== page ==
If a particular trial is of interest and at least one piece of information is known, such as the author or title, the 'trials' page or the 'search' page allows the trial details to be accessed directly. The search facility also allows the user to search for a term of interest, such as 'SCORAD' or 'double blind' and quickly have access to a list of trials whose records contain the term (Figure 2).
Figure 2. The GREAT database search facility.
All levels of specificity are catered for: a search for all trials from a certain year is possible through buttons on the trials page, as are an alphabetical journal search and first author search from this page.
For each trial, the database gives the citation for the published report. As well as this it provides information on the trial in a clear and simple format. There is basic information about the interventions, study design and methodology (such as use of blinding and intention-to-treat methods), number of participants randomized, withdrawals, outcomes, authors' conclusions, sponsorship, conflicts of interest and quality of reporting (Figure 3).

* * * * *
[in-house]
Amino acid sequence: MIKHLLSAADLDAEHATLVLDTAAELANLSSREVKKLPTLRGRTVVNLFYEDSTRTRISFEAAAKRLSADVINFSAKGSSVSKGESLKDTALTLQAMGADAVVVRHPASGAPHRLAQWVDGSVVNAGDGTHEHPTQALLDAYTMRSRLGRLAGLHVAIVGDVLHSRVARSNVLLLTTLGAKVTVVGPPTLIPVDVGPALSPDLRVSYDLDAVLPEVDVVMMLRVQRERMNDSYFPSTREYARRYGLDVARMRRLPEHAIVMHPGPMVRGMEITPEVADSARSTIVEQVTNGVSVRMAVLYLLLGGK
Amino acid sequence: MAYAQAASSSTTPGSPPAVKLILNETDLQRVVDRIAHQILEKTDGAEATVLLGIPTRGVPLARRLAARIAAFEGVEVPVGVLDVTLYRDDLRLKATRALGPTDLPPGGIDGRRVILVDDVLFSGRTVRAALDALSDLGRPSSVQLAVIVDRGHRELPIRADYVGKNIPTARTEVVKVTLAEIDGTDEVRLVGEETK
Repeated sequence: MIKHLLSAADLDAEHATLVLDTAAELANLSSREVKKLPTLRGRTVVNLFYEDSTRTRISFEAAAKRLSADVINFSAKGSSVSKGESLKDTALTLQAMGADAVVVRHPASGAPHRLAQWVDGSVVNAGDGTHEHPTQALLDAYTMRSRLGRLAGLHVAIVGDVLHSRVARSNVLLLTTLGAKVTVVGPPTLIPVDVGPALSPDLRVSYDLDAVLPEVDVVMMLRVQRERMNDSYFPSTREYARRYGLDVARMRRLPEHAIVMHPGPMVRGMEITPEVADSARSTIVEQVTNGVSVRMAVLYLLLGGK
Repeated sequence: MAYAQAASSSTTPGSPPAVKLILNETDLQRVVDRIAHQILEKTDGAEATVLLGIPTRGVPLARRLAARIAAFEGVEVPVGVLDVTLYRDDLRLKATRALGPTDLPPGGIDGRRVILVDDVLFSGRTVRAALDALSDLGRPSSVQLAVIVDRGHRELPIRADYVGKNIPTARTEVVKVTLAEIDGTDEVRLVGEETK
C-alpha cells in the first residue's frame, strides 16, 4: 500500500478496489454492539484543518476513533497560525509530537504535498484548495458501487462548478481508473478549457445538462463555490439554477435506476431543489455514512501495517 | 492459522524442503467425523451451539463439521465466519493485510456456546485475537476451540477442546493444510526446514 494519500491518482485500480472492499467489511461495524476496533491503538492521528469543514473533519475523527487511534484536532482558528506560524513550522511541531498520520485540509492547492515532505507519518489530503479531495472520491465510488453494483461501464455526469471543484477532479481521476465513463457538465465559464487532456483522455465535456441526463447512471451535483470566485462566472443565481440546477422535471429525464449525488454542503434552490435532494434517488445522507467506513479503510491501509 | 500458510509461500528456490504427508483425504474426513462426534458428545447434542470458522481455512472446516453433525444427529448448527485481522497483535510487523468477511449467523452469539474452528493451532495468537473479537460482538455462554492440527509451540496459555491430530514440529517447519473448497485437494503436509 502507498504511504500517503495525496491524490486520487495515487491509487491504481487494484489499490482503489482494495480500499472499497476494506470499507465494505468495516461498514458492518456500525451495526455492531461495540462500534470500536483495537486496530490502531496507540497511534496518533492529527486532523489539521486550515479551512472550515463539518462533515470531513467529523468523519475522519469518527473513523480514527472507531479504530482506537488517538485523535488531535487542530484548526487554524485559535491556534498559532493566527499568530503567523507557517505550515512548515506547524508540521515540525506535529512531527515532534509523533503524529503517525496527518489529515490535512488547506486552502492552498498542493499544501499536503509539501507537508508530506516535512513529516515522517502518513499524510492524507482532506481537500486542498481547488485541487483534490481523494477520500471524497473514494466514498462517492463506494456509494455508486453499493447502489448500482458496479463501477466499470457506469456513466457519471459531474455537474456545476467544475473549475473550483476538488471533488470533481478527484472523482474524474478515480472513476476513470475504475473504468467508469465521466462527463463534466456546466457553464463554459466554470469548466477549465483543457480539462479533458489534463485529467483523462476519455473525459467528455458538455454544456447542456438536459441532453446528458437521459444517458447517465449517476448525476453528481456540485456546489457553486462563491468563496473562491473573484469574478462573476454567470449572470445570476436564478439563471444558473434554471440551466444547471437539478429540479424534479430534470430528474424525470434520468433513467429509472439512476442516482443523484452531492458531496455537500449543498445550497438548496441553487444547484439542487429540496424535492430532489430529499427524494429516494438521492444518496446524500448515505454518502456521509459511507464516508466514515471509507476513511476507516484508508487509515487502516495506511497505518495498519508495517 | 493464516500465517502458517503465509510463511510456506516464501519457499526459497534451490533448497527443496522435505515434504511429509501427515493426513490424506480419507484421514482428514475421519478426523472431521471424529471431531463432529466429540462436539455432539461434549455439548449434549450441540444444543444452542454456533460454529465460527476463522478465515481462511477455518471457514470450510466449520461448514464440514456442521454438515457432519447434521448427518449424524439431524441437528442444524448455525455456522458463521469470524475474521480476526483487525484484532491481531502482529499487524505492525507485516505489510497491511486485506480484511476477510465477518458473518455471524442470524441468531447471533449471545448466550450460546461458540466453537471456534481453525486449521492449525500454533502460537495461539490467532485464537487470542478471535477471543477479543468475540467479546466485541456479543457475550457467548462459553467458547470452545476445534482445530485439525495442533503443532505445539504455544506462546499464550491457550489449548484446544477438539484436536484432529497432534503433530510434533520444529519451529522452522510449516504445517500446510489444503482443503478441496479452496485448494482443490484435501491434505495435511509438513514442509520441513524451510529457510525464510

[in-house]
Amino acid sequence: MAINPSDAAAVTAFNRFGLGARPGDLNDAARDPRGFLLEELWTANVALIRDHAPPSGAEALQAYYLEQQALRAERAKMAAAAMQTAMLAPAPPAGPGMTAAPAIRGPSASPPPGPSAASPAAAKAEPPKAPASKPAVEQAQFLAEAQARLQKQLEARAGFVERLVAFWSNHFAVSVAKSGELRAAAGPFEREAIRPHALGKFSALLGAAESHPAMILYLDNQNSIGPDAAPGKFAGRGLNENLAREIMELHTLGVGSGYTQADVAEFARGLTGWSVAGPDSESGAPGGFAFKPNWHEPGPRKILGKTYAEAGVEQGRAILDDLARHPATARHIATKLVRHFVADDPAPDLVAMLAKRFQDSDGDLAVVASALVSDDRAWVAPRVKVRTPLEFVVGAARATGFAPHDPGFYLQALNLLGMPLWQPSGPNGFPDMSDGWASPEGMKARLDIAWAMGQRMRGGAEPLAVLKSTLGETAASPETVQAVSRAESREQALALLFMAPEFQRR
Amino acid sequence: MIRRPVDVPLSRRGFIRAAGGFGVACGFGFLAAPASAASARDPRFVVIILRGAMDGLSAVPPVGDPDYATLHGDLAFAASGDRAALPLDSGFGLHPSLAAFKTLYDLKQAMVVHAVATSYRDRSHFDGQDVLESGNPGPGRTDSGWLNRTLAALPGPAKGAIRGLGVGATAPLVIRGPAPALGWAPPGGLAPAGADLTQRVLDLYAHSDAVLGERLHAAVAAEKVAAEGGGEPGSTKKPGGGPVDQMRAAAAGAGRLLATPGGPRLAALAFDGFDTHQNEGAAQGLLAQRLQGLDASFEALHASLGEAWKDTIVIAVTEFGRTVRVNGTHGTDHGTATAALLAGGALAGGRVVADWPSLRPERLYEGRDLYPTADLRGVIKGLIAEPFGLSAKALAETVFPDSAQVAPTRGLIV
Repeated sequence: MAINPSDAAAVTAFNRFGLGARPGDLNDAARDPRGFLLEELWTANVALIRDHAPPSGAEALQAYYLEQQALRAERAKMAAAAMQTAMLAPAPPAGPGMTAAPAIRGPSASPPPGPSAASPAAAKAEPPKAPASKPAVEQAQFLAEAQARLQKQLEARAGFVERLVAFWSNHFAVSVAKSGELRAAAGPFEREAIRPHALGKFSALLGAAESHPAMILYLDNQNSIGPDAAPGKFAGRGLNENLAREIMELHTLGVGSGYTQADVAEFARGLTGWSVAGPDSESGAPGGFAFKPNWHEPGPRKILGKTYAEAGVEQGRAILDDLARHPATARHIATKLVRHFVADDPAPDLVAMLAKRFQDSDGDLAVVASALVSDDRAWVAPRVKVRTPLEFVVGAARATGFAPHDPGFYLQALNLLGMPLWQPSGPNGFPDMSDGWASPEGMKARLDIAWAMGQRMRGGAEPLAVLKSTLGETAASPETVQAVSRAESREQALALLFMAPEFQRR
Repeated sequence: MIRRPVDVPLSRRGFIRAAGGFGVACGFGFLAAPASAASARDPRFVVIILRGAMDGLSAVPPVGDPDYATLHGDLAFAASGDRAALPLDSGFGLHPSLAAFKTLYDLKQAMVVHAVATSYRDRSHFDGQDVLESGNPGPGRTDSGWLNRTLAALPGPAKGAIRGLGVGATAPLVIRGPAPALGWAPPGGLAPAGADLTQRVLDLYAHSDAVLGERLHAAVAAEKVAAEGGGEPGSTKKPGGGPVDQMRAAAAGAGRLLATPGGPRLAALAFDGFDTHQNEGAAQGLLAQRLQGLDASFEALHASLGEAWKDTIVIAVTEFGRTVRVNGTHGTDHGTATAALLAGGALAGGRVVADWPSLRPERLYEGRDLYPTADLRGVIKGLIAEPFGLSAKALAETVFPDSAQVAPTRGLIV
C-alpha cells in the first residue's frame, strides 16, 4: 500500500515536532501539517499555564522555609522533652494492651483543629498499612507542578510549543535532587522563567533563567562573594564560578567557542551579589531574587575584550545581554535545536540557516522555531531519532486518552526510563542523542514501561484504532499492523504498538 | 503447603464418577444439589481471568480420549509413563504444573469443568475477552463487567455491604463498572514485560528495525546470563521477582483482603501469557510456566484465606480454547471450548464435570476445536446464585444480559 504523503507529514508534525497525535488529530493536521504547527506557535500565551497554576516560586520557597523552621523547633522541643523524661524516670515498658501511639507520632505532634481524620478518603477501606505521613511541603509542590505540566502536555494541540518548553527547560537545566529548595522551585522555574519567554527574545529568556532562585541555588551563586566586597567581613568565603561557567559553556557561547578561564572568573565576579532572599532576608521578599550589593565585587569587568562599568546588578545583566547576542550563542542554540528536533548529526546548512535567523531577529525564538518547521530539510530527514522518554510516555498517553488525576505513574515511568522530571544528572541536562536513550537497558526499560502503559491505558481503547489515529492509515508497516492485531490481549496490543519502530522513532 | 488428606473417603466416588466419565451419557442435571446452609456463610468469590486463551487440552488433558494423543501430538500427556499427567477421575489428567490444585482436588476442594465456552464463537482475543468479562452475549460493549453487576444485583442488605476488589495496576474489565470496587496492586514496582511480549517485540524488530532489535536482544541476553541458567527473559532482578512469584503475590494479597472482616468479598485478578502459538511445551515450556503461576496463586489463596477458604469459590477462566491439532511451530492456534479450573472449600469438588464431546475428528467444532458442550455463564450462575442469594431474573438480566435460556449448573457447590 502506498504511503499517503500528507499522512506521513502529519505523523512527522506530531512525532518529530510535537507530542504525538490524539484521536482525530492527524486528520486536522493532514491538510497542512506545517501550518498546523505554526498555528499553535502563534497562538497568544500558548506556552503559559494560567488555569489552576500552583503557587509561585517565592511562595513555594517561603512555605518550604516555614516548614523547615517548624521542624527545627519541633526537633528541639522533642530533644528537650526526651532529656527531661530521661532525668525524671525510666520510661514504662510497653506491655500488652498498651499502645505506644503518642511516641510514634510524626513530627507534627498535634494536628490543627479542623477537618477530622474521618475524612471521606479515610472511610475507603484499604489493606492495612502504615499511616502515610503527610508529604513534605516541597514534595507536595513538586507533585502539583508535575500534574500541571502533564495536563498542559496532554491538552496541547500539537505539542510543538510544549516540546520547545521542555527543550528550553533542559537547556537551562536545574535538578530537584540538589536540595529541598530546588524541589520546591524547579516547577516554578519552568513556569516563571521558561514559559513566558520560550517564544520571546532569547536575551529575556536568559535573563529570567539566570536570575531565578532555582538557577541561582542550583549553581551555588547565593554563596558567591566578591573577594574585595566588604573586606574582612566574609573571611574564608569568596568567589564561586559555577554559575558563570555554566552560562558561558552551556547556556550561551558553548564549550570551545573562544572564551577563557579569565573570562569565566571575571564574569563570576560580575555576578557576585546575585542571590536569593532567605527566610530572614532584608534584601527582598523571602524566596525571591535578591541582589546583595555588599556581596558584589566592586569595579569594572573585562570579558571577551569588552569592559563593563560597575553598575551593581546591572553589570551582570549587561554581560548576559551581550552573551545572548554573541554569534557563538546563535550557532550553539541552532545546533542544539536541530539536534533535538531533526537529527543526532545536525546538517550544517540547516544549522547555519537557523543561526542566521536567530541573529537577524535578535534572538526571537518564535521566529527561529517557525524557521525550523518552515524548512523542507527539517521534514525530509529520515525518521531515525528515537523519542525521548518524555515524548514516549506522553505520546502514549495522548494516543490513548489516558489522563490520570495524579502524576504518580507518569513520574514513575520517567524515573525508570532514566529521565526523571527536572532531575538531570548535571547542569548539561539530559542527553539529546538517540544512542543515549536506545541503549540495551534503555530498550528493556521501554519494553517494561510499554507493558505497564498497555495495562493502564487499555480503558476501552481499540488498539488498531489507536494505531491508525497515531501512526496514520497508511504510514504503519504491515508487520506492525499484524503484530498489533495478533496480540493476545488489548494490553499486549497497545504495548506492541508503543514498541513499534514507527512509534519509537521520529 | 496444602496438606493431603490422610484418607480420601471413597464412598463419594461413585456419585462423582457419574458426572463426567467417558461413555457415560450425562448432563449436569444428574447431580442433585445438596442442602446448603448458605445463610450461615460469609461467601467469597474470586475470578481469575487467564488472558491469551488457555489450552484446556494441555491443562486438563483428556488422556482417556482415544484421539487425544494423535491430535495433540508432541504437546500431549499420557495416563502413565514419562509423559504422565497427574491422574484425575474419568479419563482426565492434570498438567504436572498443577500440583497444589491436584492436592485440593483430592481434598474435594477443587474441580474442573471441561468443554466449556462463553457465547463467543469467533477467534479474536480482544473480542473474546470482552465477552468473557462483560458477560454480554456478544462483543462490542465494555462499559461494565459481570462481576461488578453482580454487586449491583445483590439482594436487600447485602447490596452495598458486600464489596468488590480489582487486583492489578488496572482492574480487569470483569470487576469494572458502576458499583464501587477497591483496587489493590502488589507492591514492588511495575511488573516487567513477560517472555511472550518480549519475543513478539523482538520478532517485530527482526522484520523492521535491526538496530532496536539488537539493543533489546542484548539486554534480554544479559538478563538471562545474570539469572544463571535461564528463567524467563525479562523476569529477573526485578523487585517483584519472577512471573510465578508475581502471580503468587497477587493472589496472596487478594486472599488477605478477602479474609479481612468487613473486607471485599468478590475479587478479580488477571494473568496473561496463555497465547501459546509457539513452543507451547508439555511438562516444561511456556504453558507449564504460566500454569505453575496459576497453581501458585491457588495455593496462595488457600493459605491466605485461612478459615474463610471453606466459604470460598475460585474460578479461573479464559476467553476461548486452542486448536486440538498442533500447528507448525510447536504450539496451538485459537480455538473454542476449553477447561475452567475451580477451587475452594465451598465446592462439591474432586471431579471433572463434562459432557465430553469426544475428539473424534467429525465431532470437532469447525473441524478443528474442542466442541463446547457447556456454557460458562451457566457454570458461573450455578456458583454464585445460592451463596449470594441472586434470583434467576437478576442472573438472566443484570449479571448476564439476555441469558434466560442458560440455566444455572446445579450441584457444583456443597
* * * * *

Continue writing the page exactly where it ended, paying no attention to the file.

Figure 3. The GREAT database - Individual trial information.
A further, deeper level of data on each trial in the GREAT database has been extracted including the results of efficacy outcomes with all associated numerical data. This opens up the possibility of our team collaborating with interested groups who need access to properly extracted data on eczema treatments to speed up the production of research such as systematic reviews and clinical guidelines. Interested groups should contact the authors to discuss this in more detail.
The information provided aims to allow users of the GREAT database to quickly and easily decide if the trial is of interest to them. The complete citation(s) for each trial are given to facilitate obtaining the full paper for further scrutiny.
Cochrane Central Register of Controlled Trials (Clinical Trials)
The only other database which contains records of RCTs of eczema (as well as RCTs on all other medical subjects) and is updated regularly is Clinical Trials. The Clinical Trials database gives details of RCTs and controlled clinical trials (CCTs) on eczema treatment taken from MEDLINE, EMBASE and other databases along with the Cochrane Groups' specialised registers, which include citations found by handsearching. The Cochrane Skin Group Specialised Register has been collecting full paper copies of CCTs and RCTs for 12 years.